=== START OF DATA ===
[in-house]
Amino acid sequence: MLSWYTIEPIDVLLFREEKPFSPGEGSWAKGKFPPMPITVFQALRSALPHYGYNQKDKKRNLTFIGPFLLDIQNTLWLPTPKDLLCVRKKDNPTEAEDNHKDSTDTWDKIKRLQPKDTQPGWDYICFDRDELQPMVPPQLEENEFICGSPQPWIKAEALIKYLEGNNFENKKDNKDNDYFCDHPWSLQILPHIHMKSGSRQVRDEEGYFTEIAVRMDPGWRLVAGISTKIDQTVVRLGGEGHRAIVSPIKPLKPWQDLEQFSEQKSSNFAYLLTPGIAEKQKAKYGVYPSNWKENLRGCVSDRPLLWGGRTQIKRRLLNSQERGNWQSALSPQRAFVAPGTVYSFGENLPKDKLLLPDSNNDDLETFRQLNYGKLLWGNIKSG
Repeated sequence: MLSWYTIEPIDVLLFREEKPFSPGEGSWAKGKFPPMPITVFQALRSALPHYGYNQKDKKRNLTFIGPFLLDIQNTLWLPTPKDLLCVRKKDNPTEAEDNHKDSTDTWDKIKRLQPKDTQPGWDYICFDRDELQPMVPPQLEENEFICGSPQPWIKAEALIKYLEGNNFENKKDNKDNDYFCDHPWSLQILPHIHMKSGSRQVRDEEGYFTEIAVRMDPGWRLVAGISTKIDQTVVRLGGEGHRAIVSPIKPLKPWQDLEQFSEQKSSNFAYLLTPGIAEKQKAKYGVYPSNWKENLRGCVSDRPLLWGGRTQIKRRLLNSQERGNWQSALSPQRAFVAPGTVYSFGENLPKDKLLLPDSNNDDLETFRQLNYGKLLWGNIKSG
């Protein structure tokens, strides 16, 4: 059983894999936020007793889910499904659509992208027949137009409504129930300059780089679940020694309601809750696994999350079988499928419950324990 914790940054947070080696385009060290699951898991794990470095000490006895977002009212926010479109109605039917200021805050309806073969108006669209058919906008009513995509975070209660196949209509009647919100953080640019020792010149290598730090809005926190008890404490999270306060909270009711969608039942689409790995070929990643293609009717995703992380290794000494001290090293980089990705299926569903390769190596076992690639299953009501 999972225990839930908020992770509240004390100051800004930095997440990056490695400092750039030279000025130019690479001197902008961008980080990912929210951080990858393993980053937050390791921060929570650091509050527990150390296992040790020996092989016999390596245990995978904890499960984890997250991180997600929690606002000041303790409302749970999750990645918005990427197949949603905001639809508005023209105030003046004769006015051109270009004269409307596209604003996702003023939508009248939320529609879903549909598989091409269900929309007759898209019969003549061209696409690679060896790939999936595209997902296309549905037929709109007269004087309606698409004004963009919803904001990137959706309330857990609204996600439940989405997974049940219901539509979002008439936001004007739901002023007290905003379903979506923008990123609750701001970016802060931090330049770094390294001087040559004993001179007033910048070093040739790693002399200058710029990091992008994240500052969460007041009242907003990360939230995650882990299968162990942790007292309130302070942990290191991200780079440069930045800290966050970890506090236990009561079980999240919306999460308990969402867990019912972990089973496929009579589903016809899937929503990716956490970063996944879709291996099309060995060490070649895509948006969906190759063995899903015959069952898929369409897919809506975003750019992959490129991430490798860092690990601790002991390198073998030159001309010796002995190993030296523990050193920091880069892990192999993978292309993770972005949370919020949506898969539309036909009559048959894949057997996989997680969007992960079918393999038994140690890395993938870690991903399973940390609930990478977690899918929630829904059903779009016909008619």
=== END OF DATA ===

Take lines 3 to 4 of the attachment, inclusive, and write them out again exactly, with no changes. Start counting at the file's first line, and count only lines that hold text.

Repeated sequence: MLSWYTIEPIDVLLFREEKPFSPGEGSWAKGKFPPMPITVFQALRSALPHYGYNQKDKKRNLTFIGPFLLDIQNTLWLPTPKDLLCVRKKDNPTEAEDNHKDSTDTWDKIKRLQPKDTQPGWDYICFDRDELQPMVPPQLEENEFICGSPQPWIKAEALIKYLEGNNFENKKDNKDNDYFCDHPWSLQILPHIHMKSGSRQVRDEEGYFTEIAVRMDPGWRLVAGISTKIDQTVVRLGGEGHRAIVSPIKPLKPWQDLEQFSEQKSSNFAYLLTPGIAEKQKAKYGVYPSNWKENLRGCVSDRPLLWGGRTQIKRRLLNSQERGNWQSALSPQRAFVAPGTVYSFGENLPKDKLLLPDSNNDDLETFRQLNYGKLLWGNIKSG
């Protein structure tokens, strides 16, 4: 059983894999936020007793889910499904659509992208027949137009409504129930300059780089679940020694309601809750696994999350079988499928419950324990 914790940054947070080696385009060290699951898991794990470095000490006895977002009212926010479109109605039917200021805050309806073969108006669209058919906008009513995509975070209660196949209509009647919100953080640019020792010149290598730090809005926190008890404490999270306060909270009711969608039942689409790995070929990643293609009717995703992380290794000494001290090293980089990705299926569903390769190596076992690639299953009501 999972225990839930908020992770509240004390100051800004930095997440990056490695400092750039030279000025130019690479001197902008961008980080990912929210951080990858393993980053937050390791921060929570650091509050527990150390296992040790020996092989016999390596245990995978904890499960984890997250991180997600929690606002000041303790409302749970999750990645918005990427197949949603905001639809508005023209105030003046004769006015051109270009004269409307596209604003996702003023939508009248939320529609879903549909598989091409269900929309007759898209019969003549061209696409690679060896790939999936595209997902296309549905037929709109007269004087309606698409004004963009919803904001990137959706309330857990609204996600439940989405997974049940219901539509979002008439936001004007739901002023007290905003379903979506923008990123609750701001970016802060931090330049770094390294001087040559004993001179007033910048070093040739790693002399200058710029990091992008994240500052969460007041009242907003990360939230995650882990299968162990942790007292309130302070942990290191991200780079440069930045800290966050970890506090236990009561079980999240919306999460308990969402867990019912972990089973496929009579589903016809899937929503990716956490970063996944879709291996099309060995060490070649895509948006969906190759063995899903015959069952898929369409897919809506975003750019992959490129991430490798860092690990601790002991390198073998030159001309010796002995190993030296523990050193920091880069892990192999993978292309993770972005949370919020949506898969539309036909009559048959894949057997996989997680969007992960079918393999038994140690890395993938870690991903399973940390609930990478977690899918929630829904059903779009016909008619």